The Bizarre History of Rap's Oldest Cliche | West Coast Sound | Los Angeles | Los Angeles News and Events | LA Weekly

The Bizarre History of Rap's Oldest Cliche

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Wed, Apr 30, 2014 at 3:55 AM
click to enlarge Dana Perino - YOUTUBE SCREENGRAB
We've all seen it: When non-rappers pretend to rap, they improvise a beat, make silly hand gestures, and then, for some reason, their rhyme begins this way:

"My name is ____ and I'm here to say..."
That's usually followed by something like  "I love _____ in a major way" or "I'm the ____est ______ in the U.S.A." 

This has become the default archetype for how people who don't listen to rap think raps start. Folks have been doing it since at least the '80s and it continues full steam, such as when former White House Press Secretary Dana Perino decided to diss Jay Z and the Obamas on Fox News (video below). 

But where did it come from?

In the mid-'70s, hip-hop's earliest days, before the genre had even been put to record, the most important thing for participants was to get their name out there. Whether literally tagging it on a wall or rocking the mic at a party, the key was to identify yourself.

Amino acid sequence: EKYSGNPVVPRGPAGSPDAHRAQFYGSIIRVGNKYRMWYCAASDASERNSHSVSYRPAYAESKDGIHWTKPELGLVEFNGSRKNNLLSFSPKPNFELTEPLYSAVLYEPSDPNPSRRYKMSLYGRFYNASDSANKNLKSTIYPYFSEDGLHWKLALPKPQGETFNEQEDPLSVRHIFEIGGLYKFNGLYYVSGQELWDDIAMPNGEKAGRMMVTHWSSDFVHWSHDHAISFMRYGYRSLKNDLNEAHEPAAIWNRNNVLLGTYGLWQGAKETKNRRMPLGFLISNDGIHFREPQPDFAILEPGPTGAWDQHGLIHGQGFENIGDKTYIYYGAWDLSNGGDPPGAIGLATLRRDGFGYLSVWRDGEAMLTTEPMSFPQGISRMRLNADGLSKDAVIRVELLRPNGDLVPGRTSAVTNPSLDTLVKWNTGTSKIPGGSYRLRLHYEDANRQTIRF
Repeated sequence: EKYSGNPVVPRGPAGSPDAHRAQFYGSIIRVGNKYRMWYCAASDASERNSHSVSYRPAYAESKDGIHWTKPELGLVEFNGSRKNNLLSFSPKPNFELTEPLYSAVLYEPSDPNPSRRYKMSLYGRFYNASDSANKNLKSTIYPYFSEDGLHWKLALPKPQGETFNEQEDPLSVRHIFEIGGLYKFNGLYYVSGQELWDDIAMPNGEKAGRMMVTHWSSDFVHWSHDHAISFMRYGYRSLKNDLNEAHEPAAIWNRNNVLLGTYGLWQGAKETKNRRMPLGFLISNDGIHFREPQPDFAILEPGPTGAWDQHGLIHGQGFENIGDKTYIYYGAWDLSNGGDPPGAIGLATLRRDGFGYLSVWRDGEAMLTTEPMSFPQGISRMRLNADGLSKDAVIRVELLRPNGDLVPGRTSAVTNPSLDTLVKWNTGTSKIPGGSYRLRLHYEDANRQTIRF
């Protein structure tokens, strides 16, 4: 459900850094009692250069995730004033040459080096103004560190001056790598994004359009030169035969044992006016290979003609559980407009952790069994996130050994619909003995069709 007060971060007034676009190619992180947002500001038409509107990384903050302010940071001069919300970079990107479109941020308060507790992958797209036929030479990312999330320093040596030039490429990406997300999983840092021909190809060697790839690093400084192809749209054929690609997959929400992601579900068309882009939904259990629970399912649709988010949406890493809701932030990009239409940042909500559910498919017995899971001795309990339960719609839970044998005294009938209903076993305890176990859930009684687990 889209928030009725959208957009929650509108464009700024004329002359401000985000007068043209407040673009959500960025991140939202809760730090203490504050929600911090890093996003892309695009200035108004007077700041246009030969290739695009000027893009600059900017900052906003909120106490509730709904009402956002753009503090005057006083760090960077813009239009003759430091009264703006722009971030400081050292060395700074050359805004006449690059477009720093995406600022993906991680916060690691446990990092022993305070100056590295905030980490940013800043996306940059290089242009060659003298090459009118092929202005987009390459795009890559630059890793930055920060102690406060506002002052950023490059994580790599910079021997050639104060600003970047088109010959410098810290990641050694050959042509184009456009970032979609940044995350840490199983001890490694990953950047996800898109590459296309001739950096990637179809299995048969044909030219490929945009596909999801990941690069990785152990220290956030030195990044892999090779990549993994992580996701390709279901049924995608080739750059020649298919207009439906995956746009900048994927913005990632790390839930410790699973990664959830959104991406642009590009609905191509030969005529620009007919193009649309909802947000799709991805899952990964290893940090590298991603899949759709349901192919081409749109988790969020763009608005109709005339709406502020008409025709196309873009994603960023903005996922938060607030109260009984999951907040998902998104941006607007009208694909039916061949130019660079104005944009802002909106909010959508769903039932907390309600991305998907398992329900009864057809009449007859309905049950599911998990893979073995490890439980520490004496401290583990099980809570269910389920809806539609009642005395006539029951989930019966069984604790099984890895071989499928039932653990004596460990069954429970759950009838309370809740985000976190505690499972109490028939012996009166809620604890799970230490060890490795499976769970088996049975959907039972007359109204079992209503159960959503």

This continued into the early days of recorded rap. From the bootlegs of the Cold Crush Brothers, Fearless Four and Treacherous Three routines circa '78, you have several instances of MCs beginning their rhymes with:

"I'm [their name] and I [some definitive character trait or signature action]" 

A year later, you have what is probably the most famous of these constructions, from "Rappers Delight":

"I am Wonder Mike and I'd like to say 'Hello.'"

Yet, in the entire annals of pioneer era hip-hop, the closest thing to the now ubiquitous cliche is on Grandmaster Flash and the Furious Five's 1980 single "Birthday Party." Says Melle Mel:

"Melle Mel and I'm here to say/ I was born on the 15th day of May."
That's it. There is no basis in hip-hop for the rash of faux rap that follows. But an answer may lie...

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